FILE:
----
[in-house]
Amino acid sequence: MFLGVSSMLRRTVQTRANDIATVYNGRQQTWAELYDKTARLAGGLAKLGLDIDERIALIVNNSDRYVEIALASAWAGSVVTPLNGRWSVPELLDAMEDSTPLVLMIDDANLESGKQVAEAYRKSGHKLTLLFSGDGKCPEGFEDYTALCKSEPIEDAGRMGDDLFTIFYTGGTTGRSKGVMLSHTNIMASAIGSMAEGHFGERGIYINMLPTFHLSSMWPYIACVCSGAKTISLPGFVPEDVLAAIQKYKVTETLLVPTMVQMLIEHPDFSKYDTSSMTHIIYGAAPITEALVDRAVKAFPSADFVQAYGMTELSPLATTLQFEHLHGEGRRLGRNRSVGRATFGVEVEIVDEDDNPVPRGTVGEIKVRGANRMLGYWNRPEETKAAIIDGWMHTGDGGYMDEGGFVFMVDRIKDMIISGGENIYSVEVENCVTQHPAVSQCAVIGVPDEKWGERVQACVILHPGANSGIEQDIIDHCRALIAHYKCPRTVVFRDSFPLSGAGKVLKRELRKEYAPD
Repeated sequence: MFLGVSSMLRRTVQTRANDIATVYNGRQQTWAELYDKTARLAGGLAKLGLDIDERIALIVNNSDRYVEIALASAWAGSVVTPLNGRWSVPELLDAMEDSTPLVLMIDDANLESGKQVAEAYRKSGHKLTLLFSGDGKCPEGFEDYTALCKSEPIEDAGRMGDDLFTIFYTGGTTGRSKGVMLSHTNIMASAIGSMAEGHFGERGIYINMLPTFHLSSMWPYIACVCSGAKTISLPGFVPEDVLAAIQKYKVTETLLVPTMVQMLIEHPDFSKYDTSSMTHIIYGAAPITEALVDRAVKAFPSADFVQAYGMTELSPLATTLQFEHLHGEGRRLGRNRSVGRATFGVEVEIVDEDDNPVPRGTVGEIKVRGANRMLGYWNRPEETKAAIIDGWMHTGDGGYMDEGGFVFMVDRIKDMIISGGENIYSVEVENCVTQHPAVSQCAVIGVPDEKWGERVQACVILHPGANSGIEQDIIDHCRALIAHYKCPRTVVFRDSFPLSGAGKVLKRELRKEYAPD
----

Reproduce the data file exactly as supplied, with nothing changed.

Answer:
[in-house]
Amino acid sequence: MFLGVSSMLRRTVQTRANDIATVYNGRQQTWAELYDKTARLAGGLAKLGLDIDERIALIVNNSDRYVEIALASAWAGSVVTPLNGRWSVPELLDAMEDSTPLVLMIDDANLESGKQVAEAYRKSGHKLTLLFSGDGKCPEGFEDYTALCKSEPIEDAGRMGDDLFTIFYTGGTTGRSKGVMLSHTNIMASAIGSMAEGHFGERGIYINMLPTFHLSSMWPYIACVCSGAKTISLPGFVPEDVLAAIQKYKVTETLLVPTMVQMLIEHPDFSKYDTSSMTHIIYGAAPITEALVDRAVKAFPSADFVQAYGMTELSPLATTLQFEHLHGEGRRLGRNRSVGRATFGVEVEIVDEDDNPVPRGTVGEIKVRGANRMLGYWNRPEETKAAIIDGWMHTGDGGYMDEGGFVFMVDRIKDMIISGGENIYSVEVENCVTQHPAVSQCAVIGVPDEKWGERVQACVILHPGANSGIEQDIIDHCRALIAHYKCPRTVVFRDSFPLSGAGKVLKRELRKEYAPD
Repeated sequence: MFLGVSSMLRRTVQTRANDIATVYNGRQQTWAELYDKTARLAGGLAKLGLDIDERIALIVNNSDRYVEIALASAWAGSVVTPLNGRWSVPELLDAMEDSTPLVLMIDDANLESGKQVAEAYRKSGHKLTLLFSGDGKCPEGFEDYTALCKSEPIEDAGRMGDDLFTIFYTGGTTGRSKGVMLSHTNIMASAIGSMAEGHFGERGIYINMLPTFHLSSMWPYIACVCSGAKTISLPGFVPEDVLAAIQKYKVTETLLVPTMVQMLIEHPDFSKYDTSSMTHIIYGAAPITEALVDRAVKAFPSADFVQAYGMTELSPLATTLQFEHLHGEGRRLGRNRSVGRATFGVEVEIVDEDDNPVPRGTVGEIKVRGANRMLGYWNRPEETKAAIIDGWMHTGDGGYMDEGGFVFMVDRIKDMIISGGENIYSVEVENCVTQHPAVSQCAVIGVPDEKWGERVQACVILHPGANSGIEQDIIDHCRALIAHYKCPRTVVFRDSFPLSGAGKVLKRELRKEYAPD